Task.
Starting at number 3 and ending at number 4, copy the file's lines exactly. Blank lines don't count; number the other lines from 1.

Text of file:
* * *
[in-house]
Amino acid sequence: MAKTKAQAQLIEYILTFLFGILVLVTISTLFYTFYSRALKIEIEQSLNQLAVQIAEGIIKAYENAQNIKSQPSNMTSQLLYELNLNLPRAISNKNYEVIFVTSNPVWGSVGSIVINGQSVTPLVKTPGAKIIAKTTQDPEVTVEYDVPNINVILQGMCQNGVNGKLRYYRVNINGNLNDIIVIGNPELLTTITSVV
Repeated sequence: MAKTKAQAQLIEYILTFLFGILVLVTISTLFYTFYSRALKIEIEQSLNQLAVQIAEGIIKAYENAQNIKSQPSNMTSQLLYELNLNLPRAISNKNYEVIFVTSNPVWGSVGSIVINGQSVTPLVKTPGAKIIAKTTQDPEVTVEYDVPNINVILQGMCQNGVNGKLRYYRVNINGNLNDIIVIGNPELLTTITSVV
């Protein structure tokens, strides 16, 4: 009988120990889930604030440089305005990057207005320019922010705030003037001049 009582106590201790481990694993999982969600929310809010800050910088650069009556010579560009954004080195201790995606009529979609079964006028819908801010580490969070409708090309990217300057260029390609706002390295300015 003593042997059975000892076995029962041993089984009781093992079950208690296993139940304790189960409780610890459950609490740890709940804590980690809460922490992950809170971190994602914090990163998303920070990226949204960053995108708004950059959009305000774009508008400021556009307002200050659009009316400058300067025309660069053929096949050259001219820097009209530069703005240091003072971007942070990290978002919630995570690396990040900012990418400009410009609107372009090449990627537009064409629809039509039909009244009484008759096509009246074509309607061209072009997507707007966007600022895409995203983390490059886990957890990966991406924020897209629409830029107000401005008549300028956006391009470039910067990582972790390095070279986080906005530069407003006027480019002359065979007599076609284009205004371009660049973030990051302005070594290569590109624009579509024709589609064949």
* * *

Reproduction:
Repeated sequence: MAKTKAQAQLIEYILTFLFGILVLVTISTLFYTFYSRALKIEIEQSLNQLAVQIAEGIIKAYENAQNIKSQPSNMTSQLLYELNLNLPRAISNKNYEVIFVTSNPVWGSVGSIVINGQSVTPLVKTPGAKIIAKTTQDPEVTVEYDVPNINVILQGMCQNGVNGKLRYYRVNINGNLNDIIVIGNPELLTTITSVV
């Protein structure tokens, strides 16, 4: 009988120990889930604030440089305005990057207005320019922010705030003037001049 009582106590201790481990694993999982969600929310809010800050910088650069009556010579560009954004080195201790995606009529979609079964006028819908801010580490969070409708090309990217300057260029390609706002390295300015 003593042997059975000892076995029962041993089984009781093992079950208690296993139940304790189960409780610890459950609490740890709940804590980690809460922490992950809170971190994602914090990163998303920070990226949204960053995108708004950059959009305000774009508008400021556009307002200050659009009316400058300067025309660069053929096949050259001219820097009209530069703005240091003072971007942070990290978002919630995570690396990040900012990418400009410009609107372009090449990627537009064409629809039509039909009244009484008759096509009246074509309607061209072009997507707007966007600022895409995203983390490059886990957890990966991406924020897209629409830029107000401005008549300028956006391009470039910067990582972790390095070279986080906005530069407003006027480019002359065979007599076609284009205004371009660049973030990051302005070594290569590109624009579509024709589609064949």